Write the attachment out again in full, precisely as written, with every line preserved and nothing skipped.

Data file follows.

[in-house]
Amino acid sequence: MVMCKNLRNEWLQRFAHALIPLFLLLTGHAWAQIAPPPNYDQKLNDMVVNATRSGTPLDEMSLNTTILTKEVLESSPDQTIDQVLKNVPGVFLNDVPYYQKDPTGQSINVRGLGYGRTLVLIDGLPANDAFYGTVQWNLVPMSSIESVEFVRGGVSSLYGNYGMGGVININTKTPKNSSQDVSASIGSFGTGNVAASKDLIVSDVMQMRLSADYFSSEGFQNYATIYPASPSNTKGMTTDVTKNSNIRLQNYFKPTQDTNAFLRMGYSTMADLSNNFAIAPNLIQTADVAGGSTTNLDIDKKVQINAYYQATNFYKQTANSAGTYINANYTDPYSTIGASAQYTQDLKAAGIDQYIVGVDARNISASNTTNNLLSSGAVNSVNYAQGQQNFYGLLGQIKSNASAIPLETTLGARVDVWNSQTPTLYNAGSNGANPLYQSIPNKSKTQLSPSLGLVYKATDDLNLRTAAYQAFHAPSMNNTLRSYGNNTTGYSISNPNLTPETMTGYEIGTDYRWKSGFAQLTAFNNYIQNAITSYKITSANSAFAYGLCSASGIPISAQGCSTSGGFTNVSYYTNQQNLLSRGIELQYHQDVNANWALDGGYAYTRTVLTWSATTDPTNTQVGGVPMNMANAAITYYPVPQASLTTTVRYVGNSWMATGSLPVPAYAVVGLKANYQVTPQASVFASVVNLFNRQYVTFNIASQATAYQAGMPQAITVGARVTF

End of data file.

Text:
[in-house]
Amino acid sequence: MVMCKNLRNEWLQRFAHALIPLFLLLTGHAWAQIAPPPNYDQKLNDMVVNATRSGTPLDEMSLNTTILTKEVLESSPDQTIDQVLKNVPGVFLNDVPYYQKDPTGQSINVRGLGYGRTLVLIDGLPANDAFYGTVQWNLVPMSSIESVEFVRGGVSSLYGNYGMGGVININTKTPKNSSQDVSASIGSFGTGNVAASKDLIVSDVMQMRLSADYFSSEGFQNYATIYPASPSNTKGMTTDVTKNSNIRLQNYFKPTQDTNAFLRMGYSTMADLSNNFAIAPNLIQTADVAGGSTTNLDIDKKVQINAYYQATNFYKQTANSAGTYINANYTDPYSTIGASAQYTQDLKAAGIDQYIVGVDARNISASNTTNNLLSSGAVNSVNYAQGQQNFYGLLGQIKSNASAIPLETTLGARVDVWNSQTPTLYNAGSNGANPLYQSIPNKSKTQLSPSLGLVYKATDDLNLRTAAYQAFHAPSMNNTLRSYGNNTTGYSISNPNLTPETMTGYEIGTDYRWKSGFAQLTAFNNYIQNAITSYKITSANSAFAYGLCSASGIPISAQGCSTSGGFTNVSYYTNQQNLLSRGIELQYHQDVNANWALDGGYAYTRTVLTWSATTDPTNTQVGGVPMNMANAAITYYPVPQASLTTTVRYVGNSWMATGSLPVPAYAVVGLKANYQVTPQASVFASVVNLFNRQYVTFNIASQATAYQAGMPQAITVGARVTF